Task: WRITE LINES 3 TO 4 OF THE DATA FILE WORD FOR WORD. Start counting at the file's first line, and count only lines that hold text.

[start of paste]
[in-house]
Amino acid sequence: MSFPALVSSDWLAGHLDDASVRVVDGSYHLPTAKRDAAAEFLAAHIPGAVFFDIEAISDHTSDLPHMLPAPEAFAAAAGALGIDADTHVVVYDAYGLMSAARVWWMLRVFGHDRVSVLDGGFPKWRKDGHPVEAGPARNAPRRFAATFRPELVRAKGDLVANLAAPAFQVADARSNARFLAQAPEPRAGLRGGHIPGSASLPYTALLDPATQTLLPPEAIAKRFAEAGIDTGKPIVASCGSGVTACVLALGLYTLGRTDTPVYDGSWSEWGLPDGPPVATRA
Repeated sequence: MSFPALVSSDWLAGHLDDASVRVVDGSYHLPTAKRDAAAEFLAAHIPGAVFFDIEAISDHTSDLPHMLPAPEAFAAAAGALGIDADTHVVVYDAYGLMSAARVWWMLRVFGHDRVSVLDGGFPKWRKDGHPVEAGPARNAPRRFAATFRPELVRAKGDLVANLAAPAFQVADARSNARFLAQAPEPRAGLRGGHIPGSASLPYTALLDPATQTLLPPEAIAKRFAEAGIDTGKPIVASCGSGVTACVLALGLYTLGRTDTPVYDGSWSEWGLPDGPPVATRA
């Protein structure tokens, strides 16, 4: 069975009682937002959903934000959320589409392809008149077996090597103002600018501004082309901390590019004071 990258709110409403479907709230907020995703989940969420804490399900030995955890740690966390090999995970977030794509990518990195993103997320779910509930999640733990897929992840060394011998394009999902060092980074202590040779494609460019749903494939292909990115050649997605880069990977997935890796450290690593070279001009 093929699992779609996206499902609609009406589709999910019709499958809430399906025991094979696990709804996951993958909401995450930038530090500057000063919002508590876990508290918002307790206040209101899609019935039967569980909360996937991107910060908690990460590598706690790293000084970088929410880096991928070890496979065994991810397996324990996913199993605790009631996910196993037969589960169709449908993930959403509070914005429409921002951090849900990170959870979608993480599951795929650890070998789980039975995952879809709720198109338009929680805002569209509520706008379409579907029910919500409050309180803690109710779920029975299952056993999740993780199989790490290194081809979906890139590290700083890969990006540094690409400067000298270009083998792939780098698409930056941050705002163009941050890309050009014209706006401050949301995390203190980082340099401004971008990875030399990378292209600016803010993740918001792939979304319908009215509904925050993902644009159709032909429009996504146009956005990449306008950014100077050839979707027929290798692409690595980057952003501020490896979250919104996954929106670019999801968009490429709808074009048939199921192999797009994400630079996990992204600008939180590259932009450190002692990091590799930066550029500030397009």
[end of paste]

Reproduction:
Repeated sequence: MSFPALVSSDWLAGHLDDASVRVVDGSYHLPTAKRDAAAEFLAAHIPGAVFFDIEAISDHTSDLPHMLPAPEAFAAAAGALGIDADTHVVVYDAYGLMSAARVWWMLRVFGHDRVSVLDGGFPKWRKDGHPVEAGPARNAPRRFAATFRPELVRAKGDLVANLAAPAFQVADARSNARFLAQAPEPRAGLRGGHIPGSASLPYTALLDPATQTLLPPEAIAKRFAEAGIDTGKPIVASCGSGVTACVLALGLYTLGRTDTPVYDGSWSEWGLPDGPPVATRA
């Protein structure tokens, strides 16, 4: 069975009682937002959903934000959320589409392809008149077996090597103002600018501004082309901390590019004071 990258709110409403479907709230907020995703989940969420804490399900030995955890740690966390090999995970977030794509990518990195993103997320779910509930999640733990897929992840060394011998394009999902060092980074202590040779494609460019749903494939292909990115050649997605880069990977997935890796450290690593070279001009 093929699992779609996206499902609609009406589709999910019709499958809430399906025991094979696990709804996951993958909401995450930038530090500057000063919002508590876990508290918002307790206040209101899609019935039967569980909360996937991107910060908690990460590598706690790293000084970088929410880096991928070890496979065994991810397996324990996913199993605790009631996910196993037969589960169709449908993930959403509070914005429409921002951090849900990170959870979608993480599951795929650890070998789980039975995952879809709720198109338009929680805002569209509520706008379409579907029910919500409050309180803690109710779920029975299952056993999740993780199989790490290194081809979906890139590290700083890969990006540094690409400067000298270009083998792939780098698409930056941050705002163009941050890309050009014209706006401050949301995390203190980082340099401004971008990875030399990378292209600016803010993740918001792939979304319908009215509904925050993902644009159709032909429009996504146009956005990449306008950014100077050839979707027929290798692409690595980057952003501020490896979250919104996954929106670019999801968009490429709808074009048939199921192999797009994400630079996990992204600008939180590259932009450190002692990091590799930066550029500030397009």